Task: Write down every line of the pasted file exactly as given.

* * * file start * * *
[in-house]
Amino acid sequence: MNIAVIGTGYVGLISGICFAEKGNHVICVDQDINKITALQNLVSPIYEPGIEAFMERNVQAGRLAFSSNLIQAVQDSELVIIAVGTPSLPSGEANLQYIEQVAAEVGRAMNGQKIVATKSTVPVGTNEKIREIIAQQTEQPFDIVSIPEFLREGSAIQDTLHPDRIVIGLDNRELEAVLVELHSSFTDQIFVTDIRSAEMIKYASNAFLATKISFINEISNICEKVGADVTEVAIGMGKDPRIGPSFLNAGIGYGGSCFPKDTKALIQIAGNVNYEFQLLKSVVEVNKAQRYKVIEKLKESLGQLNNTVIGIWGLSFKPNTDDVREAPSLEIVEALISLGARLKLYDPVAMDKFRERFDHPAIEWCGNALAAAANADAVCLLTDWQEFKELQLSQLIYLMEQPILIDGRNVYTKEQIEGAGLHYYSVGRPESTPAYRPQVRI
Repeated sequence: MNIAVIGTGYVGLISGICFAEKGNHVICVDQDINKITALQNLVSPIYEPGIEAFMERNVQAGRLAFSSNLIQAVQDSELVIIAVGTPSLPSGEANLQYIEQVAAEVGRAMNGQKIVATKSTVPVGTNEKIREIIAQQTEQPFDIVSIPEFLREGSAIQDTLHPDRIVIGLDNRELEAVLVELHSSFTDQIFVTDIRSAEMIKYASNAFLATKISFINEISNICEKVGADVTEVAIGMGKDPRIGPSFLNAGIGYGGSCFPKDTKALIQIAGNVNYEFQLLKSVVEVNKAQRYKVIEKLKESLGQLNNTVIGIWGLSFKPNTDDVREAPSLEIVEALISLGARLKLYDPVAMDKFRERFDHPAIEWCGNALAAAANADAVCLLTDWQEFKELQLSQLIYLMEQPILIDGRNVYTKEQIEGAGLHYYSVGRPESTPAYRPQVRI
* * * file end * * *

[in-house]
Amino acid sequence: MNIAVIGTGYVGLISGICFAEKGNHVICVDQDINKITALQNLVSPIYEPGIEAFMERNVQAGRLAFSSNLIQAVQDSELVIIAVGTPSLPSGEANLQYIEQVAAEVGRAMNGQKIVATKSTVPVGTNEKIREIIAQQTEQPFDIVSIPEFLREGSAIQDTLHPDRIVIGLDNRELEAVLVELHSSFTDQIFVTDIRSAEMIKYASNAFLATKISFINEISNICEKVGADVTEVAIGMGKDPRIGPSFLNAGIGYGGSCFPKDTKALIQIAGNVNYEFQLLKSVVEVNKAQRYKVIEKLKESLGQLNNTVIGIWGLSFKPNTDDVREAPSLEIVEALISLGARLKLYDPVAMDKFRERFDHPAIEWCGNALAAAANADAVCLLTDWQEFKELQLSQLIYLMEQPILIDGRNVYTKEQIEGAGLHYYSVGRPESTPAYRPQVRI
Repeated sequence: MNIAVIGTGYVGLISGICFAEKGNHVICVDQDINKITALQNLVSPIYEPGIEAFMERNVQAGRLAFSSNLIQAVQDSELVIIAVGTPSLPSGEANLQYIEQVAAEVGRAMNGQKIVATKSTVPVGTNEKIREIIAQQTEQPFDIVSIPEFLREGSAIQDTLHPDRIVIGLDNRELEAVLVELHSSFTDQIFVTDIRSAEMIKYASNAFLATKISFINEISNICEKVGADVTEVAIGMGKDPRIGPSFLNAGIGYGGSCFPKDTKALIQIAGNVNYEFQLLKSVVEVNKAQRYKVIEKLKESLGQLNNTVIGIWGLSFKPNTDDVREAPSLEIVEALISLGARLKLYDPVAMDKFRERFDHPAIEWCGNALAAAANADAVCLLTDWQEFKELQLSQLIYLMEQPILIDGRNVYTKEQIEGAGLHYYSVGRPESTPAYRPQVRI